GLEEful about Jesus
A company specializing in niche social networking sites has launched an online Christian community. That's not so strange; what is raising some eyebrows is the nature of that new meeting place.
New York based Community Connect has launched Faithbase.com, described as "your place to meet and connect with Christians around the country".
The company, which is now 10 years old, already runs social networking sites for the black (Blackplanet.com), Asian (Asianavenue.com) and Hispanic (MiGente.com) communities. However, it's their remaining site that is causing eyebrows to raise. GLEE.com serves the gay, lesbian, bisexual and transsexual community.
Kay Madati, the site's vice president of marketing, admitted some Christian groups had raised concerns about the relationship between the sites. But, he argued that Faithbase is "a totally independent social network for those types of consumers."
And he said that the company is going to let users decide what, if any, crossover there should be between the various communities. (Source: news.com)
The non-partisan policy applies to politics as well. Faithbase has a profile for Democrat Presidential candidate Barack Obama (who also has profiles on all other sites), with Hilary Clinton and John Edwards working on their own profiles. But Madati said the company hasn't solicited any politicians to sign up.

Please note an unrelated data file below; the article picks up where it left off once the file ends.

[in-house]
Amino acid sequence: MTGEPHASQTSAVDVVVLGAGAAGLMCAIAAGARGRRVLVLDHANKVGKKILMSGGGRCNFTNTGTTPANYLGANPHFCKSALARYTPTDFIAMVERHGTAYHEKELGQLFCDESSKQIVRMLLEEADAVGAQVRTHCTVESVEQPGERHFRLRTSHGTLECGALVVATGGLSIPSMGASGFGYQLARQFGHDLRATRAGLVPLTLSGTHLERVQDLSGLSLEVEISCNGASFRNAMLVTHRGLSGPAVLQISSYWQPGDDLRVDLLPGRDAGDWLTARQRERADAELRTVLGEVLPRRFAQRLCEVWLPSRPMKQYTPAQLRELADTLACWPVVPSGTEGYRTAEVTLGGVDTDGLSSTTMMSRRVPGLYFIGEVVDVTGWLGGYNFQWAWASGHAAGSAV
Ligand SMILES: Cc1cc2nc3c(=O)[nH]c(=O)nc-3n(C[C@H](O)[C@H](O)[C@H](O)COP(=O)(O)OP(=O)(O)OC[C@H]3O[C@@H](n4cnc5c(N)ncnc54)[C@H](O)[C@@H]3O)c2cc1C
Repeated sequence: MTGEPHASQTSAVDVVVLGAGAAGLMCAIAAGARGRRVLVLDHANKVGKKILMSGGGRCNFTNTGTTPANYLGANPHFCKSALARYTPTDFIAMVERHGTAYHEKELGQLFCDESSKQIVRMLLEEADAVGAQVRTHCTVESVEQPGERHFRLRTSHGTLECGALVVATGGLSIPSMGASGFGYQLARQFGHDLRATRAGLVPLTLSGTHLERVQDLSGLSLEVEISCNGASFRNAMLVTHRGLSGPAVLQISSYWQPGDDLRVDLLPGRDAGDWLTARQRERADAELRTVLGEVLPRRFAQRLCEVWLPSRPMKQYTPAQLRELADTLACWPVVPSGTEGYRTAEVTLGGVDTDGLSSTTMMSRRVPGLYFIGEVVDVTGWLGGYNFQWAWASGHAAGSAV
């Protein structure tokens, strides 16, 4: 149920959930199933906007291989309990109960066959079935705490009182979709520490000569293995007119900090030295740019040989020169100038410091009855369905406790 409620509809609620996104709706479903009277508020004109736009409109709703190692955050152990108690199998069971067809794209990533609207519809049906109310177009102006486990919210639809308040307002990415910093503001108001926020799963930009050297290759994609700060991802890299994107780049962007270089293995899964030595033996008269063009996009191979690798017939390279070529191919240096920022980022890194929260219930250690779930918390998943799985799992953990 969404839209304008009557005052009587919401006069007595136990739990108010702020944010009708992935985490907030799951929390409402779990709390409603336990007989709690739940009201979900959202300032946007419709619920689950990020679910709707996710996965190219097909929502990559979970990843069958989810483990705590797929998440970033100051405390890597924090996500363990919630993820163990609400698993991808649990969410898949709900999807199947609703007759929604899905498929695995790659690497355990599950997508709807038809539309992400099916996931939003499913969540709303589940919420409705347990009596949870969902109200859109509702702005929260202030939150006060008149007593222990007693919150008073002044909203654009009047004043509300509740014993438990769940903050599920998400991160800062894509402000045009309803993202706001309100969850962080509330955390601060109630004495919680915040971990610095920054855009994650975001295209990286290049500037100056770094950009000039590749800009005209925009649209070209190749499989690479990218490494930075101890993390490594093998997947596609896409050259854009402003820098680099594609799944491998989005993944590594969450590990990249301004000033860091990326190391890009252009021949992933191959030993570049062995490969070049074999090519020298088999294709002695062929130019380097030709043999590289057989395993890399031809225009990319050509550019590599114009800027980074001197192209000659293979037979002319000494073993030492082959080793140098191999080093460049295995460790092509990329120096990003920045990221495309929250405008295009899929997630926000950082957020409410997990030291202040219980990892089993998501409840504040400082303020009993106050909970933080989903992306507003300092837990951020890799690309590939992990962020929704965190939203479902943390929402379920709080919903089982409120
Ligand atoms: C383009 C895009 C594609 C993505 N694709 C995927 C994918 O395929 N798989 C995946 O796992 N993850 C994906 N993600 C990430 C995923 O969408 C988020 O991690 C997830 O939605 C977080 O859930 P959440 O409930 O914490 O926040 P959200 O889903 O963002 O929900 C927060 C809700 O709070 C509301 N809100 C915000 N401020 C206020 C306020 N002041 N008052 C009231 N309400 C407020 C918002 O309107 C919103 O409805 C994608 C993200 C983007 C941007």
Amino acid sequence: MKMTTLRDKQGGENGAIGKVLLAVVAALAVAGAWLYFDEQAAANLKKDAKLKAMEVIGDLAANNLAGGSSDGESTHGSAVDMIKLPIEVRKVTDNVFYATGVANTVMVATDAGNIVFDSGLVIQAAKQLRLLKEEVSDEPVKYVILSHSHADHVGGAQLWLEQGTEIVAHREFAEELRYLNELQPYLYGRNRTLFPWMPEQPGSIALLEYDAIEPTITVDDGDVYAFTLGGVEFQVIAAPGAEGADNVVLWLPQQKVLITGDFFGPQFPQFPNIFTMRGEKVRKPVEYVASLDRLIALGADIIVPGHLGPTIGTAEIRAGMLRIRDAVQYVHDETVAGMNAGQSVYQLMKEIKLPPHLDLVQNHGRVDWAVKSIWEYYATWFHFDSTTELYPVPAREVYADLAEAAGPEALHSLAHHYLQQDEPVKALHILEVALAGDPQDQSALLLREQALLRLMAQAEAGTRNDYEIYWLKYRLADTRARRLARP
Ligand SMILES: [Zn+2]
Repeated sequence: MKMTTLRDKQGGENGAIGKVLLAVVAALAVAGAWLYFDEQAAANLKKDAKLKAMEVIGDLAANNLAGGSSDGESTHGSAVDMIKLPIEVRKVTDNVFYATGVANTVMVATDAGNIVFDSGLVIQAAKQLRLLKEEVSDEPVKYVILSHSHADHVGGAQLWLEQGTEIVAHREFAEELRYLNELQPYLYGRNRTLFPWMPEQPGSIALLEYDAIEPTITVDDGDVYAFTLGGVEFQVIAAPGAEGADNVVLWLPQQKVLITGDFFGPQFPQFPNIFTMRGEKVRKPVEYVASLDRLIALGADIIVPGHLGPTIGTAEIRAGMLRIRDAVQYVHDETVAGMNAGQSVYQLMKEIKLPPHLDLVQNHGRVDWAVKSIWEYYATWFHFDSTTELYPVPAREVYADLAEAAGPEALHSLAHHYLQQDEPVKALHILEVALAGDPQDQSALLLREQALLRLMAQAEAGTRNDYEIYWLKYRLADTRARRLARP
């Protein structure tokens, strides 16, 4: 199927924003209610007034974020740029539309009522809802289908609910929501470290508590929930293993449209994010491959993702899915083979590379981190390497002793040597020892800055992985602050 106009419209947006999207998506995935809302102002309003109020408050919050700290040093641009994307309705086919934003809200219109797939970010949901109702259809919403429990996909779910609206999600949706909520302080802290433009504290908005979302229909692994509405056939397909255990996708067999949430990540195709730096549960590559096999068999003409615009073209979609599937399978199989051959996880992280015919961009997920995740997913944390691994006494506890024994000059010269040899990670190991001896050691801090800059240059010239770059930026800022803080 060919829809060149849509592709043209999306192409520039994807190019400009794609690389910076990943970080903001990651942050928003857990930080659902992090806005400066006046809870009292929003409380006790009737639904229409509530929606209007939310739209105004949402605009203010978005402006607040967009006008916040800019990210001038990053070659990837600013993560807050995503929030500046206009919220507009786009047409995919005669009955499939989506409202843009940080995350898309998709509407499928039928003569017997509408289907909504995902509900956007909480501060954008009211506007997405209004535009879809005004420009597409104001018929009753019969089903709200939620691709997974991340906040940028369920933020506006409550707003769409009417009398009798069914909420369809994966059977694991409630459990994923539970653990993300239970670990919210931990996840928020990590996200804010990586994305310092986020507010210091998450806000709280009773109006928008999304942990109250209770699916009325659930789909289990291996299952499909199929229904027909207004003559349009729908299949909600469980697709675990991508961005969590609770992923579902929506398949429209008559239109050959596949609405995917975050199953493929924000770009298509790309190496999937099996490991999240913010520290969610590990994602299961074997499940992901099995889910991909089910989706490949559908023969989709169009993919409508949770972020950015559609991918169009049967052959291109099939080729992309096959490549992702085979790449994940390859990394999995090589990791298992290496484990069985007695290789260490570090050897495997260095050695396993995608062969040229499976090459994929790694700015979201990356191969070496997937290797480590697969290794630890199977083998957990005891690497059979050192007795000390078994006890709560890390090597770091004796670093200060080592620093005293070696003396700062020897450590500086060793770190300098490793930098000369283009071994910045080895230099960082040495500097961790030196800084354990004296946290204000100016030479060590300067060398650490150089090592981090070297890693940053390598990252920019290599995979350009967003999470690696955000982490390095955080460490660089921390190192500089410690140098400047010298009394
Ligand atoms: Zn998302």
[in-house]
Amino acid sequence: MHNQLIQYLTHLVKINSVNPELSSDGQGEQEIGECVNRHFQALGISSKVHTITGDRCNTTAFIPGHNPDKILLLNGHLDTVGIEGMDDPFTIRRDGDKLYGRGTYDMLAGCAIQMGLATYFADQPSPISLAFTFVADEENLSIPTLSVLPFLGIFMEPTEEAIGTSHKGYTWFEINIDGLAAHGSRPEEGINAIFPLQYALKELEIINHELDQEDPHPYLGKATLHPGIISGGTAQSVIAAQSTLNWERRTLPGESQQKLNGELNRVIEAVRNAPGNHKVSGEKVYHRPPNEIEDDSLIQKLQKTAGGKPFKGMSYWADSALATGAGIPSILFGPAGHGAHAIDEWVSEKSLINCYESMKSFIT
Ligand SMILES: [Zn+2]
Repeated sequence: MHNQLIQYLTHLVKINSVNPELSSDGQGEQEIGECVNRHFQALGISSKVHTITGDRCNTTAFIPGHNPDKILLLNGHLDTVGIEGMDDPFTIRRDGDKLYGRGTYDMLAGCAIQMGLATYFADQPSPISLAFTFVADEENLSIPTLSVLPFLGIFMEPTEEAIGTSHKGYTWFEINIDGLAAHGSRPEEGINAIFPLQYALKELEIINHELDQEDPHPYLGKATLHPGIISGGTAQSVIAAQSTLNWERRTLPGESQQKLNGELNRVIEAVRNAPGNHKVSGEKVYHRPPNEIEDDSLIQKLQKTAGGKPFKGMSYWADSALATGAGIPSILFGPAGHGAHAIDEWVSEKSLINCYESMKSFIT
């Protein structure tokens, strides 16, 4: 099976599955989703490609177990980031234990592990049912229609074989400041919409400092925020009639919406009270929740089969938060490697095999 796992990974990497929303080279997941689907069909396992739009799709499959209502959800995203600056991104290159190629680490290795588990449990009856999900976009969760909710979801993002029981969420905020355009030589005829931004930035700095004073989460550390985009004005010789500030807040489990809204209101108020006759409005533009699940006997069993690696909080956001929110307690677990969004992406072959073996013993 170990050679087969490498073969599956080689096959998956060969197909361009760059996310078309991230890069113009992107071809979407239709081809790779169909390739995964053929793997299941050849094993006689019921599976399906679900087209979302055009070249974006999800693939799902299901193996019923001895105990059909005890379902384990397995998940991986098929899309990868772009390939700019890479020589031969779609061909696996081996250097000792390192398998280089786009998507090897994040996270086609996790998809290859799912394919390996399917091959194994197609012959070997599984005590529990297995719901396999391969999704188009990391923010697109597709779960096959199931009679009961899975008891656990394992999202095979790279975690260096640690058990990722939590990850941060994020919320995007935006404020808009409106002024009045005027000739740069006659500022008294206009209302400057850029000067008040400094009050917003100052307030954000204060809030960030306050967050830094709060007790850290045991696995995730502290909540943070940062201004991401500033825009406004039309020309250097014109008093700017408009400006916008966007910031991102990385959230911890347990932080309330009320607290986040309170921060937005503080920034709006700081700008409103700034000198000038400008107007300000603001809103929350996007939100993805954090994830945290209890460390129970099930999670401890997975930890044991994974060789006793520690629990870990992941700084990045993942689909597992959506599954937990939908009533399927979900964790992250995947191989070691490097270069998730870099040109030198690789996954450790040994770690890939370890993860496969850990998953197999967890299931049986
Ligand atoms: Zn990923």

Religion online seems to be a hot topic for parent companies. News Corporation's Fox Entertainment Group has just bought Beliefnet, a multi-faith site which claims three million unique visitors a month. It appears they'll use the site for marketing and even distributing Fox programming, and to promote titles from two religious book publishers owned by sister company Harper Collins.
While Beliefnet's editor denied the sale was purely for profit, some site members objected to the association with Fox. One wrote "All it means is more in-your-face ads, spam in your mailbox and some corporate types who think spirituality is a commodity that's bought and sold on the 50th floor of some office tower run by caffeine addicts who whine about ratings." (Source: Internetnews.com)
The non-geographic nature of the Internet means it's ideal for targeting niche and specialty markets. But, as these two developments show, mixing religion and business will always risk causing offense, particularly in the closely connected online world.